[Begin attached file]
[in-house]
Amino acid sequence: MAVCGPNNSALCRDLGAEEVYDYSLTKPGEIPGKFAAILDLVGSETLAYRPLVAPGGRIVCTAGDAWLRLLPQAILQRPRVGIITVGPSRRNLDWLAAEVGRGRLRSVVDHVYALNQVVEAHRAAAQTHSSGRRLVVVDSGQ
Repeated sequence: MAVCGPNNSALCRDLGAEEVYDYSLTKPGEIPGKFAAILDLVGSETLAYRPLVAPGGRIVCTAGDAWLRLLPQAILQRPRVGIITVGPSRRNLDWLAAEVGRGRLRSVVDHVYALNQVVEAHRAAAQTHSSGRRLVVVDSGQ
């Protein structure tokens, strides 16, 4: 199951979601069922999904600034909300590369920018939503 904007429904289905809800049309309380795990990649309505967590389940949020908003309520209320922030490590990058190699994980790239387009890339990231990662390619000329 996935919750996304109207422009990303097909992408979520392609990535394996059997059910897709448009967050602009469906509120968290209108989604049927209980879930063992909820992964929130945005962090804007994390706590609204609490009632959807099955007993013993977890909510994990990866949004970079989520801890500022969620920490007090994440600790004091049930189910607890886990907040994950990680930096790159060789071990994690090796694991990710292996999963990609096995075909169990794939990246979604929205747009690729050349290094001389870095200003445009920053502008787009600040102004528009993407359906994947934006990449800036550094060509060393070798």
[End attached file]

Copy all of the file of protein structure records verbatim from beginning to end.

[in-house]
Amino acid sequence: MAVCGPNNSALCRDLGAEEVYDYSLTKPGEIPGKFAAILDLVGSETLAYRPLVAPGGRIVCTAGDAWLRLLPQAILQRPRVGIITVGPSRRNLDWLAAEVGRGRLRSVVDHVYALNQVVEAHRAAAQTHSSGRRLVVVDSGQ
Repeated sequence: MAVCGPNNSALCRDLGAEEVYDYSLTKPGEIPGKFAAILDLVGSETLAYRPLVAPGGRIVCTAGDAWLRLLPQAILQRPRVGIITVGPSRRNLDWLAAEVGRGRLRSVVDHVYALNQVVEAHRAAAQTHSSGRRLVVVDSGQ
């Protein structure tokens, strides 16, 4: 199951979601069922999904600034909300590369920018939503 904007429904289905809800049309309380795990990649309505967590389940949020908003309520209320922030490590990058190699994980790239387009890339990231990662390619000329 996935919750996304109207422009990303097909992408979520392609990535394996059997059910897709448009967050602009469906509120968290209108989604049927209980879930063992909820992964929130945005962090804007994390706590609204609490009632959807099955007993013993977890909510994990990866949004970079989520801890500022969620920490007090994440600790004091049930189910607890886990907040994950990680930096790159060789071990994690090796694991990710292996999963990609096995075909169990794939990246979604929205747009690729050349290094001389870095200003445009920053502008787009600040102004528009993407359906994947934006990449800036550094060509060393070798």